The Call: Finding and Fulfilling the Central Purpose of Your Life
Author: Os Guinness
Publisher: Nashville: W Publishing Group, 2003
From the title, one might expect that Guinness's book is an exposition of the traditional view. For "the call" is the term used by the traditional view to describe God's individual will for the life work of each person. But Guinness does not hold the traditional view. For him, "the call" is the very bedrock of Christian life and commitment. It is almost equated with the moral will of God.
He defines calling as "the truth that God calls us to himself so decisively that everything we are, everything we do, and everything we have is invested with special devotion and dynamism lived out as a response to his summons and service" (p. 4).
The call is primarily to Jesus Himself. Jesus expresses the call by His commands, and He bids us come and die with Him. God initiates this call and seeks us. We are, in the title of Chapter 2, "Seekers Sought." "Responding to the call means rising to the challenge, but in conversation and in partnership-and in an intimate relationship between the called and the Caller" (p. 24).
It is possible to read the traditional view into this book (p. 46), but Guinness's understanding of the individual nature of the call is different from that of the traditional view. He emphasizes that God individually presents His call to us. We must individually use the spiritual gifts and the endowed abilities given to us in the place where God has sovereignly placed us to His glory. All areas of the world are God's domain, and He utilizes John Newton's preaching as much as William Wilberforce's politicking (p. 29).
While our primary calling is to Christ Himself, "our secondary calling, considering who God is as sovereign, is that everyone, everywhere, and in everything should think, speak, live and act entirely for him" (p. 31). Again Guinness says, "The one aim of the call of God is the satisfaction of God, not a call to do something for Him" (p. 42).
God can give a "special calling," which refers to "those tasks and missions laid on individuals through a direct, specific, supernatural communication from God" (p. 49). But this special call is not given to everyone. So Guinness disputes the traditional view's contention that everyone receives a special call to a particular vocation or to certain tasks. This understanding wrongly makes everyone a "prophet" by calling (p. 50).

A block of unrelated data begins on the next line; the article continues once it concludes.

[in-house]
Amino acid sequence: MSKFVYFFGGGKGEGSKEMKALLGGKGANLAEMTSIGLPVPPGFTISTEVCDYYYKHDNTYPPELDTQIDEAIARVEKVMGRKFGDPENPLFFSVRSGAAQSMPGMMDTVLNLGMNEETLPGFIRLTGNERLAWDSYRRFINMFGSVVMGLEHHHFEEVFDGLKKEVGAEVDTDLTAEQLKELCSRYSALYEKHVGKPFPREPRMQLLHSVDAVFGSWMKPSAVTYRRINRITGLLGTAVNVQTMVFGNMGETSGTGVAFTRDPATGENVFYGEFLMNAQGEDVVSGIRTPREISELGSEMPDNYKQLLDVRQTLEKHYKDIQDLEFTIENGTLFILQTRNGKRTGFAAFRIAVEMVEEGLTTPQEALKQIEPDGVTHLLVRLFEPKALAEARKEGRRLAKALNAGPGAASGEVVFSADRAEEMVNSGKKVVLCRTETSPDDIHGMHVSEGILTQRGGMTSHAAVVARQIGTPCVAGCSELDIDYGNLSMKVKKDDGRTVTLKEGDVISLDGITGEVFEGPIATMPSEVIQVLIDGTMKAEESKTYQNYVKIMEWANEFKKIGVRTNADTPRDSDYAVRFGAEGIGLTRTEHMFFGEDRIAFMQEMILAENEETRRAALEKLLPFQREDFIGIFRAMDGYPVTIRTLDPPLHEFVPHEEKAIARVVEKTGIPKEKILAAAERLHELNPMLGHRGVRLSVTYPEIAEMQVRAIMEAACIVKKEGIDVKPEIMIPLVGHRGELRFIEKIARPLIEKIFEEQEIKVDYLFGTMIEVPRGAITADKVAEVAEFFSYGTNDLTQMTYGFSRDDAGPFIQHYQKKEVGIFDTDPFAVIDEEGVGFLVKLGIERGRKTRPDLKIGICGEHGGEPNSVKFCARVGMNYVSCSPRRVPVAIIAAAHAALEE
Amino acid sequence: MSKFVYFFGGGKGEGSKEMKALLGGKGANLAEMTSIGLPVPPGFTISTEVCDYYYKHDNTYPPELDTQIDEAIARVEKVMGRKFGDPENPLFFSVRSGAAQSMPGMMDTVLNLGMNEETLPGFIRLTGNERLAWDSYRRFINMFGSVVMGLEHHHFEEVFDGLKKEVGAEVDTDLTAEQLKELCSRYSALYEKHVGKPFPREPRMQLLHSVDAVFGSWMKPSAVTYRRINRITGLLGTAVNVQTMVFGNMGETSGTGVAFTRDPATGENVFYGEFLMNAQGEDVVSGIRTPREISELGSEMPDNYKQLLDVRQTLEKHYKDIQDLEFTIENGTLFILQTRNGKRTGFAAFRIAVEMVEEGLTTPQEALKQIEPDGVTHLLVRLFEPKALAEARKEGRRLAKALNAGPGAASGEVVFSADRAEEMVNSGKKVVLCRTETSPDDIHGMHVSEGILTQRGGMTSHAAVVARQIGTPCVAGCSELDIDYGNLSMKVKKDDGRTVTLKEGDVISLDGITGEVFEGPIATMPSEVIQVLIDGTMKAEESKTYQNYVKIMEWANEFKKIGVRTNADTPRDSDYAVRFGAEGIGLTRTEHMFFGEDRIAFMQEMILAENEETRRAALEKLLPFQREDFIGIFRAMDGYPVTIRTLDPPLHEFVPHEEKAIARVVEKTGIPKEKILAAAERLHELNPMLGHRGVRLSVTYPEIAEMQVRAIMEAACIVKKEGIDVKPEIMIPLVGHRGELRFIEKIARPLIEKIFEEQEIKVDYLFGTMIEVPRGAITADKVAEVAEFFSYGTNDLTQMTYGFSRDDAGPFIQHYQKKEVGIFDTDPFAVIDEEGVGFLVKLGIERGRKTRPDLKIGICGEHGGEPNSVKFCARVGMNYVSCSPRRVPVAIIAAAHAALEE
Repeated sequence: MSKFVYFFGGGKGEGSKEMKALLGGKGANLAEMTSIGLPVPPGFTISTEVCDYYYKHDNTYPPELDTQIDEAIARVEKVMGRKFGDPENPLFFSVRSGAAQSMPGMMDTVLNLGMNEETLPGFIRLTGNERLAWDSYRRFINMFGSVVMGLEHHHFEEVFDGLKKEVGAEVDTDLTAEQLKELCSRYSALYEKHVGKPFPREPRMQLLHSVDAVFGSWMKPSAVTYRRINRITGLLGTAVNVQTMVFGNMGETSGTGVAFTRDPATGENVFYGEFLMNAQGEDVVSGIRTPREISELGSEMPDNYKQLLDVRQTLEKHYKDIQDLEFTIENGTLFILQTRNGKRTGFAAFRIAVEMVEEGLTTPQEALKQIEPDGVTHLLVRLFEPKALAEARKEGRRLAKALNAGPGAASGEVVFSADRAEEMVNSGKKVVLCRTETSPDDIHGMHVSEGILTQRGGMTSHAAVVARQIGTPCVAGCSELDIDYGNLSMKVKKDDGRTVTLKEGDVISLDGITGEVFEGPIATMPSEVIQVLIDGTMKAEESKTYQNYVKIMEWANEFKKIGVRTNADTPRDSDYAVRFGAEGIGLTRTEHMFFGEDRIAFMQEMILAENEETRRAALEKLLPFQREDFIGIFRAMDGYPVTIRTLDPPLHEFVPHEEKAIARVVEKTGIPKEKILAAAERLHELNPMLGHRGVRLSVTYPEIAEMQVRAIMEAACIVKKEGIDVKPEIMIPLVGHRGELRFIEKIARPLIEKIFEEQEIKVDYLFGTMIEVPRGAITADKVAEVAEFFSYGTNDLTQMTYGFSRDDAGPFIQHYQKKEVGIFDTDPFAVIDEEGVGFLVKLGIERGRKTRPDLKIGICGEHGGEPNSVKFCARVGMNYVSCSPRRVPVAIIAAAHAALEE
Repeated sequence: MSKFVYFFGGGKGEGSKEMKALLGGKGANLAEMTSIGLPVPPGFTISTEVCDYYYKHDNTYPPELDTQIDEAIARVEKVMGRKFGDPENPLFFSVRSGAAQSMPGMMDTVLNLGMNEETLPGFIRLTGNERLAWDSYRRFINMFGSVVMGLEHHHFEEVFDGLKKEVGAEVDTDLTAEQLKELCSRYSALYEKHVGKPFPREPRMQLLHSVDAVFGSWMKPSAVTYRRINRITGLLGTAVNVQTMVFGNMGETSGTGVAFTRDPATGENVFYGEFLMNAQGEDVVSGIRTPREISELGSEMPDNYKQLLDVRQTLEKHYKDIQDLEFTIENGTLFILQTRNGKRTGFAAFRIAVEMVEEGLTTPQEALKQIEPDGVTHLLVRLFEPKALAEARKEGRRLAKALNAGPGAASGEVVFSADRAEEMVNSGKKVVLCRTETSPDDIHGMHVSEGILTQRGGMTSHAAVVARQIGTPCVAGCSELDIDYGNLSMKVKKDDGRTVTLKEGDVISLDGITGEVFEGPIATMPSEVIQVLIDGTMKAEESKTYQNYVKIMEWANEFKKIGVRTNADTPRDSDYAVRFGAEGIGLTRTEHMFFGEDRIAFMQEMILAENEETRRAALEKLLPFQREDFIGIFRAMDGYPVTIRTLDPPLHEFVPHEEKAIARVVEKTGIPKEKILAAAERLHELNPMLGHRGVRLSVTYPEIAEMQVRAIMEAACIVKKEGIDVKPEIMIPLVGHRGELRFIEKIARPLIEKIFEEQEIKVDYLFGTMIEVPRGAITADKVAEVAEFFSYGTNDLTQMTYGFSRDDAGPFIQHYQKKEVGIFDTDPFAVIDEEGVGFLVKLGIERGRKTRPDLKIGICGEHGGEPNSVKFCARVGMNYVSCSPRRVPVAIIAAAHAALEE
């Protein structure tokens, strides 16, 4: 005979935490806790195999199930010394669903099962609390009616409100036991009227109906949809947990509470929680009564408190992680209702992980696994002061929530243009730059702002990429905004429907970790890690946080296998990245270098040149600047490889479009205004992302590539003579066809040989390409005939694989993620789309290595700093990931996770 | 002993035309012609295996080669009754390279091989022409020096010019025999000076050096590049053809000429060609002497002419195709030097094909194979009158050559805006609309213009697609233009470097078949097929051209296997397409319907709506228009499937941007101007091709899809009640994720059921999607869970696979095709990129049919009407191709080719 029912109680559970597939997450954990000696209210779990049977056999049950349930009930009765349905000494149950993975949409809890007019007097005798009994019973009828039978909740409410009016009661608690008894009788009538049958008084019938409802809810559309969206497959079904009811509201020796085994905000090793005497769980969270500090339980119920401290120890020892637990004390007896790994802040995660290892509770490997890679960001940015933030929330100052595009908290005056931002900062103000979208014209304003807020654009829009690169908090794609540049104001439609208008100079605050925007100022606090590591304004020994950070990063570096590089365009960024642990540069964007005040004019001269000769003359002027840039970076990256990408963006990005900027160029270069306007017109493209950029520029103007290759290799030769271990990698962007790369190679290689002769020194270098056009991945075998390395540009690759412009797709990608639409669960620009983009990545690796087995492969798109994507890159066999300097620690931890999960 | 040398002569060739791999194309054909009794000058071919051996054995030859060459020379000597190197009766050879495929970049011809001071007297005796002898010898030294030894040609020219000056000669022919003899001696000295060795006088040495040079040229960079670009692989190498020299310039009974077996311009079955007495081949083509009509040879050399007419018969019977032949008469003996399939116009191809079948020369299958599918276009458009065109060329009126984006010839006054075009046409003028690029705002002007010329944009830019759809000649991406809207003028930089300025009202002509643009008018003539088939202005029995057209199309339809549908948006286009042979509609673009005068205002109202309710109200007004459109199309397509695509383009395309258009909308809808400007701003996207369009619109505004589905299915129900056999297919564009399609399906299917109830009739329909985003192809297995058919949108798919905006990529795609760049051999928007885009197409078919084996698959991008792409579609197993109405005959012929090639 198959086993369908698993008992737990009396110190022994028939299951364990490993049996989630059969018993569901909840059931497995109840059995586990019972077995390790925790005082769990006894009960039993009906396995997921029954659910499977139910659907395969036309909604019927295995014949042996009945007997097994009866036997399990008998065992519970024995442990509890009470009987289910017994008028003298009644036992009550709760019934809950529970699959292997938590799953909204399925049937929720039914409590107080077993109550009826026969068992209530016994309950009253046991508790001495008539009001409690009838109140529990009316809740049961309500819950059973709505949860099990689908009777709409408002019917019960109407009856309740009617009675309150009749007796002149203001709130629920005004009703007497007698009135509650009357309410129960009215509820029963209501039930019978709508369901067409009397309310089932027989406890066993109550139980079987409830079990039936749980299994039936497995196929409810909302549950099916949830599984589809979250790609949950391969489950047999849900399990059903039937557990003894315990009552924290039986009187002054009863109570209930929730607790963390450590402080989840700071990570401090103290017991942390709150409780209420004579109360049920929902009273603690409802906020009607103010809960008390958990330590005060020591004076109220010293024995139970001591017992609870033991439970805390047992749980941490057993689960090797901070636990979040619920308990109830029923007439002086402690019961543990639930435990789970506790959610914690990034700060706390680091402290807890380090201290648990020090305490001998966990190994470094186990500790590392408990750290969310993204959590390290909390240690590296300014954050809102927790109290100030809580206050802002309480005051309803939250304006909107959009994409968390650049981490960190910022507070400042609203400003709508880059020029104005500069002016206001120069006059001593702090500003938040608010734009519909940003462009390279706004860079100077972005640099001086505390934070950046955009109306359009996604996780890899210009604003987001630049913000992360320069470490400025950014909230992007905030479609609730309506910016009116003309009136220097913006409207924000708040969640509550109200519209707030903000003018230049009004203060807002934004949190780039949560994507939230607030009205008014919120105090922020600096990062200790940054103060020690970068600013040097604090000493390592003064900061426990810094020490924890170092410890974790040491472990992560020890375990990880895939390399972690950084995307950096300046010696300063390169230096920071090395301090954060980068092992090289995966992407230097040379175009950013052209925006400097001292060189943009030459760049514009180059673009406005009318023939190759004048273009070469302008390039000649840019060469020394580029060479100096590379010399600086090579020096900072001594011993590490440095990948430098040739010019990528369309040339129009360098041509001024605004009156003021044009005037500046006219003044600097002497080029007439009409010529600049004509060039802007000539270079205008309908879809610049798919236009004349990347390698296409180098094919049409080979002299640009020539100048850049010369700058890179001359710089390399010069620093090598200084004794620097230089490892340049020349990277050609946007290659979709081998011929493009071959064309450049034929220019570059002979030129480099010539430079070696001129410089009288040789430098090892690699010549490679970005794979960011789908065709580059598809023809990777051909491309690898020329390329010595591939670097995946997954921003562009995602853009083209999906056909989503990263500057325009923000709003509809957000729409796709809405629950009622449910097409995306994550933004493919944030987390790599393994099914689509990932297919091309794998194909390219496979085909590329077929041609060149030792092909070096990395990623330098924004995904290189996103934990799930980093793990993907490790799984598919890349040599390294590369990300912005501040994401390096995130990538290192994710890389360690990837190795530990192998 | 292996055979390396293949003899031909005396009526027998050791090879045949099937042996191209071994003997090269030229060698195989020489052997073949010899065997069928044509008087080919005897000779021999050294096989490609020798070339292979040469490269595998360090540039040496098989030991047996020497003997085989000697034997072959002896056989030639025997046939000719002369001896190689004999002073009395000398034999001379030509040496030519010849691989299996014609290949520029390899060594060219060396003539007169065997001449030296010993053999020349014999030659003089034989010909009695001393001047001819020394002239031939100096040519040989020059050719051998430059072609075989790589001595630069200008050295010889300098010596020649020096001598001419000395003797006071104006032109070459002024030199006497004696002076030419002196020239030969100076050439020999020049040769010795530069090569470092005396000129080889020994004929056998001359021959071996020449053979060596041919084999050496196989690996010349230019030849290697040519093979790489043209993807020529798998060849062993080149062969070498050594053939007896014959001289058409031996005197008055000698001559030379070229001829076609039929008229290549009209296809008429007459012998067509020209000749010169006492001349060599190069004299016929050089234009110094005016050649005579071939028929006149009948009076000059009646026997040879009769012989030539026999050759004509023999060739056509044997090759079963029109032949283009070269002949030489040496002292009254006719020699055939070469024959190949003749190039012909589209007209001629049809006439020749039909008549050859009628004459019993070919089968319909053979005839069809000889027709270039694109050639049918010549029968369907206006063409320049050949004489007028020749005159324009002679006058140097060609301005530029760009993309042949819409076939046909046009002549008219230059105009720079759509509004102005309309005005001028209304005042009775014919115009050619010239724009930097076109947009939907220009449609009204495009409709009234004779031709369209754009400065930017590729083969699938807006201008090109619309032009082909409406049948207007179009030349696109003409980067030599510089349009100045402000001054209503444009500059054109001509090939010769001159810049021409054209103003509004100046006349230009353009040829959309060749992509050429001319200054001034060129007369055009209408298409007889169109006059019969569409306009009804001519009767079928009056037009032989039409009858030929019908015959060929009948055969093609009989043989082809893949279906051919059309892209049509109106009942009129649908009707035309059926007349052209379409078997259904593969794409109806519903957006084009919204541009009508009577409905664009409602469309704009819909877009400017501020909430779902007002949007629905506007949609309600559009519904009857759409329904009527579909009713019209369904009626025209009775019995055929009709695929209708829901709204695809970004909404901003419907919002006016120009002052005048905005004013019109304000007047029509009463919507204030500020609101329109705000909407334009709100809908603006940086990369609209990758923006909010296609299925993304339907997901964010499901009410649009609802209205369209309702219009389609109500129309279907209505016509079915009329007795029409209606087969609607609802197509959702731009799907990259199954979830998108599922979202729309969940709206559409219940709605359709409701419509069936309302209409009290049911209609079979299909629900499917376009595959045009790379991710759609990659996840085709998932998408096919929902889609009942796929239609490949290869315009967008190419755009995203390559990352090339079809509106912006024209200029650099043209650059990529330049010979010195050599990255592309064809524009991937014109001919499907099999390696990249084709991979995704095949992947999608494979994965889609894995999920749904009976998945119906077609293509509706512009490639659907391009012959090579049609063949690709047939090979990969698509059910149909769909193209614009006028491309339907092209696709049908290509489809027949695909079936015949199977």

What everybody does have is the call to follow Jesus. From the parables we learn "our responsibility to exercise a high degree of 'capitalistic-style' enterprise about how we live our lives" (p. 50). That sounds a lot like freedom and responsibility.
The most inspiring portions of the book are the wisdom and life stories. These accounts display the breadth and depth of Guinness's understanding of art and history. Through his narratives we meet Solzhenitsyn, Michelangelo, William Perkins, Dostoevsky, Walker Percy, Kierkegaard, Lawrence of Arabia, Alexis de Tocqueville, Leonardo da Vinci, Simone Weil, Malcolm Muggeridge, Augustine, C.S. Lewis, G.K. Chesterton, Vaclav Havel, Bonhoeffer, Nietzche, Wilberforce, Aquinas, Luther, Abraham Kuyper, Calvin, Oswald Chambers, saxophonist John Coltrane, Gerard Manley Hopkins, Puritan John Cotton, King Xerxes, Francis of Assisi, Churchill, and so on. When you finish reading The Call, you want to go find books about a dozen other people who illustrated his points.
Guinness insightfully and incisively applies the moral will of God's call into every area of life. With Kuyper he tells us that God says of every person, moment, and thing, "This is Mine." His kingdom principles are to be applied to every nook of society. Our time, money, devotion, hearts, energy, gifts, ability are for Him. "Do you long to know the overriding passion and purity of heart of willing one thing? Listen to Jesus of Nazareth; answer his call" (p. 181). Each chapter concludes with a similar challenge that summarizes the content of the chapter. But the ending is always the same-"Listen to Jesus of Nazareth; answer his call."
Since this book uses the older and more biblical sense of the word call, it harmonizes well with Decision Making. It is a book that urges us to obey Christ and His commands as the key to a fulfilled and meaningful life. This book is a primer on obeying the moral will of God by obeying the One whose will it is that gives the only purpose worth living for.